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What is the Benchmark or Qualifying Rate? And What is The “Stress Test”?
November 8, 2021 | Posted by: Julie Stewart-Boyle
The 'mortgage stress test' is a term you may have heard – it means you have to qualify for your mortgage using the qualifying rate. Qualifying rates are used to ensure borrowers can manage their payments if rates go up when their mortgage reaches the end of its term.
“Qualify” means that you must prove you can afford a payment at that higher rate.
In practice, lenders use the qualifying rates to calculate your debt service ratios. Lenders want to ensure that your debt ratios are low enough to meet their guidelines.
Let’s breakdown the qualifying rates that lenders use. Whether your mortgage will be uninsured or insured (i.e., with CMHC insurance premium), you generally must qualify at a higher rate (called the “benchmark qualifying rate” or “the lender’s contract rate plus 2%”).
The minimum qualifying rate is based on either the benchmark rate of 5.25% (currently) OR the rate offered by your lender plus 2%; whichever is higher.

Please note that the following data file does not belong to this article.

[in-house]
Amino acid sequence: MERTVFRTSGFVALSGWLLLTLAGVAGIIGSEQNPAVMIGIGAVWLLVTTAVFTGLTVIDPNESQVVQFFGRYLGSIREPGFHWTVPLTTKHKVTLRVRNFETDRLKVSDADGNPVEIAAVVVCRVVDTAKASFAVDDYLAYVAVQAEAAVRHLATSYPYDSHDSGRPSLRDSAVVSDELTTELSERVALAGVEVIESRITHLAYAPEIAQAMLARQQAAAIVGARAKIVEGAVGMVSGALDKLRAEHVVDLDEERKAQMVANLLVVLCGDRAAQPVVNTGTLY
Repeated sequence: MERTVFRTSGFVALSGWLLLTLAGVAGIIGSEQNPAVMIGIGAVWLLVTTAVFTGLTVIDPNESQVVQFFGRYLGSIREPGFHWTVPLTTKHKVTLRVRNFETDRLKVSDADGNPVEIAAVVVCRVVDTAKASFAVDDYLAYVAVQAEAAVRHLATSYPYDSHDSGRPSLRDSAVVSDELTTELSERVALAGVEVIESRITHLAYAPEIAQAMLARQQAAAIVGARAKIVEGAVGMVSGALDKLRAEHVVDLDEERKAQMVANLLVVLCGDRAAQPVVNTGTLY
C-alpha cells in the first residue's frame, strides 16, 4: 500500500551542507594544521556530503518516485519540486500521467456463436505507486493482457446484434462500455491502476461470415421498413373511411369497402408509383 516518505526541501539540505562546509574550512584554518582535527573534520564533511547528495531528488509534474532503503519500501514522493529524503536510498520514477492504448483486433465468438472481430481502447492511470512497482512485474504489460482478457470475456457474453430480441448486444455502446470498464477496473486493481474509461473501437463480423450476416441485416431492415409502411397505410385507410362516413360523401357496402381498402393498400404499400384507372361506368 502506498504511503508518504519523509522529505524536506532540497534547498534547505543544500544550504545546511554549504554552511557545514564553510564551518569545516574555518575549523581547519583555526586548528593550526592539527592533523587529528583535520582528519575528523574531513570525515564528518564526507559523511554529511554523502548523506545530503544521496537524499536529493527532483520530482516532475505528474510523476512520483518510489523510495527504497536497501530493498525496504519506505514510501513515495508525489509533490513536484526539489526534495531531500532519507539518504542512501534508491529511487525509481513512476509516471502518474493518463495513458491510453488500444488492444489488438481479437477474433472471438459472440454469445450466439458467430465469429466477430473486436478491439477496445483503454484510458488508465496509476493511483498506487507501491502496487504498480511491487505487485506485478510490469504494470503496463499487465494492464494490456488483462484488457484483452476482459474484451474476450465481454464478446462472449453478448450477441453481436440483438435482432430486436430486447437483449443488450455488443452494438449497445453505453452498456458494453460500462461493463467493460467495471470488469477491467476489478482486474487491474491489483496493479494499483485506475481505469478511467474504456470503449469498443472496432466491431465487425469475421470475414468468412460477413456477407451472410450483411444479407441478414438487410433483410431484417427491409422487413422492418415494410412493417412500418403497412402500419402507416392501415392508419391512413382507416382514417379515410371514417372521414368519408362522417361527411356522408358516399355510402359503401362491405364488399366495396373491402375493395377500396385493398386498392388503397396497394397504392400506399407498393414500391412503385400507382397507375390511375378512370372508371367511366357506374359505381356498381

- So, if your lender offers a rate of 2.99%, you’ll have to use the 5.25% qualifying rate (the benchmark rate) in your stress test.
- If your lender offers a rate of 3.49%, you’ll have to qualify using a rate of 5.49% (the lender’s contract rate of 3.49% plus 2%) as this is the higher qualifying rate.
Here are a few things to keep in mind:
- Your payments are based on your actual contract rate (i.e., the mortgage rate you are quoted and agreed to), not the higher, qualifying rates.
- The benchmark qualifying rate is the posted 5-year fixed rate, as published by the Bank of Canada every Thursday. The Bank of Canada surveys the six major banks’ posted 5-year fixed rates every Wednesdays and uses a mode average of those rates to set the official benchmark.
- Some lenders (including many credit unions) allow lower qualifying rates if the loan-to-value (LTV) is 80% or less. (LTV of 80% means you have 20% equity in the property for a refinance, or are putting 20% downpayment on a purchase.) For instance, they might use a 3-year discounted fixed rate instead of the posted 5-year fixed rate.
For all your mortgage related questions, contact Julie Stewart-Boyle, 250-668-4420, email@example.com.
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